My 5 year old is finishing Pre-K in a couple of months, and I’m not sure if he is ready for kindergarten. His teacher tells me he has all of his academic skills. As a matter of fact, he is ahead of his peers in reading and math. My concern is with his social skills. His teacher tells me that he typically plays alone on the playground, and he’s not really getting invited on play dates or to birthday parties. He seems like he’s in his own world sometimes. Whenever he is frustrated, disappointed, or doesn’t get his way, he is inconsolable and has a total meltdown. His preschool teachers are so patient and understanding, but I’m worried he won’t get the same kind of attention in kindergarten. He’s got a September birthday, so I could keep him in pre-school for another year. But then will he be bored with the academics if he’s a year older than his peers? What do you think?
Concerned Pre-Schooler’s Parent
Dear Concerned Pre-Schooler’s Parent,
You are not alone with this question about your child’s kindergarten readiness. Children develop differentially, excelling in some areas, and struggling in others. Since you’ve already been debating this, you know there is no shortage of information out there on what your child needs to succeed in Kindergarten and have likely already been checking things off your readiness list: Ready to read? Check. Prints his name. Check. Counting skills? Yup. Simple arithmetic? Bonus check.
It’s tempting to just stop here. You know he has solid academic skills so he must be ready.
Not quite. Social readiness is just as important as academic readiness. Your kindergartner’s day will likely be longer and more stressful. He’ll be acclimating to a new teacher, classroom and classmates. Kindergarten also means navigating a host of new social and emotional experiences. He’ll be much better able to adjust to his new environment if he’s had experience managing his emotions, learned how to follow simple directions, practiced sharing space cooperatively and worked on the give and take in social relationships.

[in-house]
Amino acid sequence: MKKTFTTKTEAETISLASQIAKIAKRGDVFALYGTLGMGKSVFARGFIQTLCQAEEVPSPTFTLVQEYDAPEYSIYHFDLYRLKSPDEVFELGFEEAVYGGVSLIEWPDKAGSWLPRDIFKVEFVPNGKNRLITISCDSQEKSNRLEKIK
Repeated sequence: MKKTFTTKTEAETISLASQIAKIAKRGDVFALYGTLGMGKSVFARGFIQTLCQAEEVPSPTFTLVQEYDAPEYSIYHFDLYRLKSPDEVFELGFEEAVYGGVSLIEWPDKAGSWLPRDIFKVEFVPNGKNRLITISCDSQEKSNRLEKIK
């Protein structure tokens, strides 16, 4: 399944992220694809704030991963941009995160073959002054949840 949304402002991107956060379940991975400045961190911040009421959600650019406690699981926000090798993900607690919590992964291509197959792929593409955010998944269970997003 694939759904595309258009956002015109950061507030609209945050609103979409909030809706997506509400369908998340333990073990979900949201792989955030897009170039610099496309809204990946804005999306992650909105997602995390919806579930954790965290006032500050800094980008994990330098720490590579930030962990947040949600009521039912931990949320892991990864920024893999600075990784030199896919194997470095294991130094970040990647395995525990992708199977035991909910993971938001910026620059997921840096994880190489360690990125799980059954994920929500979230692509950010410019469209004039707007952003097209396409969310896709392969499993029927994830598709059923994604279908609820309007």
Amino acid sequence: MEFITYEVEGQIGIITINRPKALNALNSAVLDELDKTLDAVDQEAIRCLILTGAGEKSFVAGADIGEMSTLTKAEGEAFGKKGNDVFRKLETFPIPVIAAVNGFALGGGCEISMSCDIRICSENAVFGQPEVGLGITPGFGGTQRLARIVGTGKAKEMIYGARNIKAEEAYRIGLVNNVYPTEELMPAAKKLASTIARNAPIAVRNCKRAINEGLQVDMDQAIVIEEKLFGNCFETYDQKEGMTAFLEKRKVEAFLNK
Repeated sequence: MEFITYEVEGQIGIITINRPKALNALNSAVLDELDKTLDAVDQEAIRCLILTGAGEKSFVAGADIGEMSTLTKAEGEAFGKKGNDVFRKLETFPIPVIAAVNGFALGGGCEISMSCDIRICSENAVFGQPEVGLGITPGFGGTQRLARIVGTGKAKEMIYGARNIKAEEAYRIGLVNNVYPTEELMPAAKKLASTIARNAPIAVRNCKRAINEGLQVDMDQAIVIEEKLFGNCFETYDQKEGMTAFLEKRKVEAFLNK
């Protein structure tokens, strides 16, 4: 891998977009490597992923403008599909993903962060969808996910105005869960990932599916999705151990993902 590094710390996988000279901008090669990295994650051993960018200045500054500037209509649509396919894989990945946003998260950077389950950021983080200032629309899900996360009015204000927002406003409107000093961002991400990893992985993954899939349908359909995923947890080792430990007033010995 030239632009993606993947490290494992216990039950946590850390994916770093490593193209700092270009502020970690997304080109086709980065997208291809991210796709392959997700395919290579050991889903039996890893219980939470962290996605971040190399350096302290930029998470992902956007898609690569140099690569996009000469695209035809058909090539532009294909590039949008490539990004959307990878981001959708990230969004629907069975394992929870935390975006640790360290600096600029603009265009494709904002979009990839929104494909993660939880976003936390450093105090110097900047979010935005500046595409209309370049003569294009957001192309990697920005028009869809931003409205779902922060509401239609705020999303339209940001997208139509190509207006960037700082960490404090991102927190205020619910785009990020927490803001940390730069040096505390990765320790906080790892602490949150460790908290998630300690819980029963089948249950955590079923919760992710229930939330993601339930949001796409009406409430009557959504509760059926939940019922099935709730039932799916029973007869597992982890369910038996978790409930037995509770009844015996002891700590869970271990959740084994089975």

Before you panic about not having time or the know-how to take this on, remember that during his first 5 years you’ve already been modeling the behaviors you want him to have. Every time you listen without interrupting him, express your own feelings appropriately and are able to find a place of calm when you’re angry or frustrated, you are teaching him by example.
And there is more that you can do to help him.
Over the summer, let your son do more things independently. Mastering skills helps foster his self confidence and his ability to manage his emotions. By demonstrating that you’re there to help if needed, and by praising his efforts — to clear his plate, brush his teeth or put his pajamas on by himself—you’re sending the message that you’ve got faith he’s capable and ready to tackle certain tasks on his own. In addition, carving our space for quiet time at home allows him to self-manage by learning how to access his imagination and entertain himself.
The more independent your child becomes, the more familiar he’ll be with following instructions. You’ve already been explaining how to do things—it’s a natural part of parenting. As kindergarten approaches, become more conscious of breaking down tasks into specific directions: what are the necessary steps for tying his shoe, setting the table or feeding the dog?
You’ve already introduced your son to the concept of sharing; now is the time to practice it more often! Model by showing him the upsides of sharing. Ask how it makes him feel when you, or someone else in his life, offers to share things with him. Engage him in activities that require cooperation like cooking or playing a game. Encourage him to see how important it is when he does his part.
Practice showing your child the benefits of give and take and ask him how it feels when everyone works together to make something. Reciprocity is learning to exchange things with others for mutual benefit—a big part of the world inside a kindergarten classroom. The more your son experiences the flow of social interaction, such as the back and forth of a conversation or learning when it’s time to take his turn in a game, the more comfortable he’ll feel with reciprocal interactions in kindergarten.
When your son feels more confident and adept at expressing his feelings with words, he won’t get swallowed up by his emotions. He’s young and needs time to understand it’s okay to express himself and he’ll learn how to swim with the current of emotion, rather than struggle against it. So, if his new kindergarten friend decides to sit in his chair or takes the book he’s reading out of his hands, instead of melting down or lashing out, he can learn to ask for help in solving the problem and trusts that conflict can be worked out.
If you feel that your modeling and practice efforts are not enough, you may want to consider a more formal social skills training program such as In Step’s Kindergarten Readiness group, or our Stepping Stones Social Skills group therapy program. In both of these groups the focus is learning the necessary skills for school readiness. In our Kindergarten readiness group the therapist breaks down the skills into manageable chunks that are easy to learn and then to practice at home.
Trust your son’s preschool teachers to advise you on his readiness for Kindergarten, Besides you, they are the most qualified to gauge your son’s social, emotional and academic development in comparison to his peers.